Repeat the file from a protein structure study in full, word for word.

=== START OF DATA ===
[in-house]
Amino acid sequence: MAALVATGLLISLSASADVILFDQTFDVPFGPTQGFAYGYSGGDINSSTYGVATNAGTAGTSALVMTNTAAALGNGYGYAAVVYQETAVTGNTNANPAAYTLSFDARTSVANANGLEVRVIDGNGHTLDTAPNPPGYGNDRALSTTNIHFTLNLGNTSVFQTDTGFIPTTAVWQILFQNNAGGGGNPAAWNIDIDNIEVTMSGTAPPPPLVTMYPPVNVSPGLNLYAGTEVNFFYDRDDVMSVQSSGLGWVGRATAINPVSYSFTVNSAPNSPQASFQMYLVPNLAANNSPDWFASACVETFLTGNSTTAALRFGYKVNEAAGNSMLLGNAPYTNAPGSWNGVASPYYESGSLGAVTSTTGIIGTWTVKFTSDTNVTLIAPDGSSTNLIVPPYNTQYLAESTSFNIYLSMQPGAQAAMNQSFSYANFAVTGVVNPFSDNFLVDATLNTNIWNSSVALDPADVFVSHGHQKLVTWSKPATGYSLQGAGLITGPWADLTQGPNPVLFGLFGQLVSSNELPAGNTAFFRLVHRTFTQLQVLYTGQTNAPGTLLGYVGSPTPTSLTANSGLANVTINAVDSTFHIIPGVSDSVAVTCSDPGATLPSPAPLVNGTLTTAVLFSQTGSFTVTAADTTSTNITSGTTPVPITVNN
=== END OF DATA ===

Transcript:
[in-house]
Amino acid sequence: MAALVATGLLISLSASADVILFDQTFDVPFGPTQGFAYGYSGGDINSSTYGVATNAGTAGTSALVMTNTAAALGNGYGYAAVVYQETAVTGNTNANPAAYTLSFDARTSVANANGLEVRVIDGNGHTLDTAPNPPGYGNDRALSTTNIHFTLNLGNTSVFQTDTGFIPTTAVWQILFQNNAGGGGNPAAWNIDIDNIEVTMSGTAPPPPLVTMYPPVNVSPGLNLYAGTEVNFFYDRDDVMSVQSSGLGWVGRATAINPVSYSFTVNSAPNSPQASFQMYLVPNLAANNSPDWFASACVETFLTGNSTTAALRFGYKVNEAAGNSMLLGNAPYTNAPGSWNGVASPYYESGSLGAVTSTTGIIGTWTVKFTSDTNVTLIAPDGSSTNLIVPPYNTQYLAESTSFNIYLSMQPGAQAAMNQSFSYANFAVTGVVNPFSDNFLVDATLNTNIWNSSVALDPADVFVSHGHQKLVTWSKPATGYSLQGAGLITGPWADLTQGPNPVLFGLFGQLVSSNELPAGNTAFFRLVHRTFTQLQVLYTGQTNAPGTLLGYVGSPTPTSLTANSGLANVTINAVDSTFHIIPGVSDSVAVTCSDPGATLPSPAPLVNGTLTTAVLFSQTGSFTVTAADTTSTNITSGTTPVPITVNN